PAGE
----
Not many high school transfers become the starting quarterback of their football team after spending just one semester at the new school - let alone lead that new team to the state semifinals. So it's safe to say that West Catholic senior quarterback Jarred Evans is a rarity.
Evans transferred from Holy Cross in Flushing, N.Y., in January, and less than a year later, he finds himself guiding the Burrs through the PIAA Class AA football playoffs.
West Catholic (12-2) plays Lancaster Catholic (13-1) at 1 p.m. today at Coatesville, with the winner earning a ticket to next weekend's state title game.
In a Class AAAA football semifinal today, La Salle (12-1) plays Ridley (13-1) at 1 p.m., at Northeast High School.
Meanwhile, West Catholic is aiming for a return to the state championship game (the Burrs lost to Wilmington, 35-34, last year), with Evans calling signals this time.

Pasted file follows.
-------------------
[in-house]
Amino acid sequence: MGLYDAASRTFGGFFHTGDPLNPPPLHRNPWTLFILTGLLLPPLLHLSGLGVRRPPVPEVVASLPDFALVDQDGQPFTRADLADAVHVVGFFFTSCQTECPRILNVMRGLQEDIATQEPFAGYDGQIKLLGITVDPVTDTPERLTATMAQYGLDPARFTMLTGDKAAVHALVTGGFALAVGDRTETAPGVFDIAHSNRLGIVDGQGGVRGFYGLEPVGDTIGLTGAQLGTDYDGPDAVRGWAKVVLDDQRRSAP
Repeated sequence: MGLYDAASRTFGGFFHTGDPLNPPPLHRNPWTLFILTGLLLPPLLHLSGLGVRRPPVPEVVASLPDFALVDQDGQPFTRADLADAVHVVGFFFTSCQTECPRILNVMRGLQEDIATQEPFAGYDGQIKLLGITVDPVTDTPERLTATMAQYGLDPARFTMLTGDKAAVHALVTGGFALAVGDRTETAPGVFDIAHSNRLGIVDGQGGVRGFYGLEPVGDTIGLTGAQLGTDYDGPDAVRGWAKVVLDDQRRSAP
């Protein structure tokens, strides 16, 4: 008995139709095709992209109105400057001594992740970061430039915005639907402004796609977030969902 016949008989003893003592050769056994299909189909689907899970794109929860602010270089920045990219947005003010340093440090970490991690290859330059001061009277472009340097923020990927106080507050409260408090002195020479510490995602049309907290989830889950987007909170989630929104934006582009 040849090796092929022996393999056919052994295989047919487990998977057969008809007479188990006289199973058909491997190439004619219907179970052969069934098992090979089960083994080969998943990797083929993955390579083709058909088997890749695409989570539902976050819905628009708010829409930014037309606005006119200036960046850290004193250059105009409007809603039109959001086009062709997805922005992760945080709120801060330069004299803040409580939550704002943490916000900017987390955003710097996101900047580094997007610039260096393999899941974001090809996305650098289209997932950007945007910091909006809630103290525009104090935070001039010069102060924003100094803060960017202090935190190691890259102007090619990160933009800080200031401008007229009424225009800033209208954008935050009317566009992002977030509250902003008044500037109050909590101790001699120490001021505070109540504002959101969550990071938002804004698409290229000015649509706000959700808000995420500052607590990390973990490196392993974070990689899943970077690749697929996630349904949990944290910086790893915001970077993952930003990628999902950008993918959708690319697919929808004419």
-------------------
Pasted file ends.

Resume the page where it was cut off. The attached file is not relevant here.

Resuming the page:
"He moved to the area right down the street from West Catholic. He's about six or seven blocks away," West Catholic head coach Brian Fluck said.
The 6-foot-1, 175-pound quarterback has completed 97 of 166 passes for 1,754 yards, 15 touchdowns and four interceptions. He has also rushed for 302 yards and seven touchdowns.
When Evans was the quarterback at Holy Cross, he ran a predominantly passing offense. But West Catholic emphasizes the running game, which features junior running back Brandon Hollomon. Hollomon has 1,350 rushing yards and 14 touchdowns.
"[Evans] came from a spread offense throwing a lot of check-down routes and stuff like that," Fluck said. "What's good for him is that he adapted into our style of offense.
"I thought he fit in with the kids real well. He's a good player."
Today's West Catholic-Lancaster Catholic matchup reprises last year's Class AA state semifinal, in which the Burrs eliminated the Crusaders, 37-14.
"[Evans] just has to keep doing what he's doing, which is staying poised, running the offense the way it's supposed to be run," Fluck said. "When he has the opportunity to make a play, he does. He has all the confidence in the world in his arm, and he'll throw it when he needs to do it."